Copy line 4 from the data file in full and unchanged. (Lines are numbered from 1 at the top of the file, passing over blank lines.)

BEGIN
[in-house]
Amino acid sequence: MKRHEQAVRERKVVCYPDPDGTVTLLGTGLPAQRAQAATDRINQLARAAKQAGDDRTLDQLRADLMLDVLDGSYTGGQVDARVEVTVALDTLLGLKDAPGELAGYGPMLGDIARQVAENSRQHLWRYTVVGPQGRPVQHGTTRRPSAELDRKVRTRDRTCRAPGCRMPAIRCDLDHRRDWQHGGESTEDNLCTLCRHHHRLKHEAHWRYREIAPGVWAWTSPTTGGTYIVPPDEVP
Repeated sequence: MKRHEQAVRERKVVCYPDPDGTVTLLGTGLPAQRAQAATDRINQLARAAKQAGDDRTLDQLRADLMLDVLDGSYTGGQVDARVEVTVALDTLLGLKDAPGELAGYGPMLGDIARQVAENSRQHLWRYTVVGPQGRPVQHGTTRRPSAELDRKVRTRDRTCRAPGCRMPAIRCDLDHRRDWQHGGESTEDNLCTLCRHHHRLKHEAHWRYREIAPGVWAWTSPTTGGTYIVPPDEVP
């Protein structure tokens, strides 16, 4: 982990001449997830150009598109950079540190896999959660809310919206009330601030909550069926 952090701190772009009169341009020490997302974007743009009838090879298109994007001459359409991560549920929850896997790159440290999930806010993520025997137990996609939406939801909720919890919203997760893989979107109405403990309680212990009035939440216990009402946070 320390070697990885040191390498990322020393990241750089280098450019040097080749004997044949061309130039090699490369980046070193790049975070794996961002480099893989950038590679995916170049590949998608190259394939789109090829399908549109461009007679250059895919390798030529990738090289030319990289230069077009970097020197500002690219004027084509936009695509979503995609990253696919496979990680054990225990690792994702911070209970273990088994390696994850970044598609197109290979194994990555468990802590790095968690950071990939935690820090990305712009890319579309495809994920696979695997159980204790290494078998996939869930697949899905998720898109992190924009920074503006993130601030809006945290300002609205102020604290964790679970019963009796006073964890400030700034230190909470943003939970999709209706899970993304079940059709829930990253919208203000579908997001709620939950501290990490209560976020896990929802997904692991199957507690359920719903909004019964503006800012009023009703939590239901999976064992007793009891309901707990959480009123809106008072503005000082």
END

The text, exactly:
């Protein structure tokens, strides 16, 4: 982990001449997830150009598109950079540190896999959660809310919206009330601030909550069926 952090701190772009009169341009020490997302974007743009009838090879298109994007001459359409991560549920929850896997790159440290999930806010993520025997137990996609939406939801909720919890919203997760893989979107109405403990309680212990009035939440216990009402946070 320390070697990885040191390498990322020393990241750089280098450019040097080749004997044949061309130039090699490369980046070193790049975070794996961002480099893989950038590679995916170049590949998608190259394939789109090829399908549109461009007679250059895919390798030529990738090289030319990289230069077009970097020197500002690219004027084509936009695509979503995609990253696919496979990680054990225990690792994702911070209970273990088994390696994850970044598609197109290979194994990555468990802590790095968690950071990939935690820090990305712009890319579309495809994920696979695997159980204790290494078998996939869930697949899905998720898109992190924009920074503006993130601030809006945290300002609205102020604290964790679970019963009796006073964890400030700034230190909470943003939970999709209706899970993304079940059709829930990253919208203000579908997001709620939950501290990490209560976020896990929802997904692991199957507690359920719903909004019964503006800012009023009703939590239901999976064992007793009891309901707990959480009123809106008072503005000082």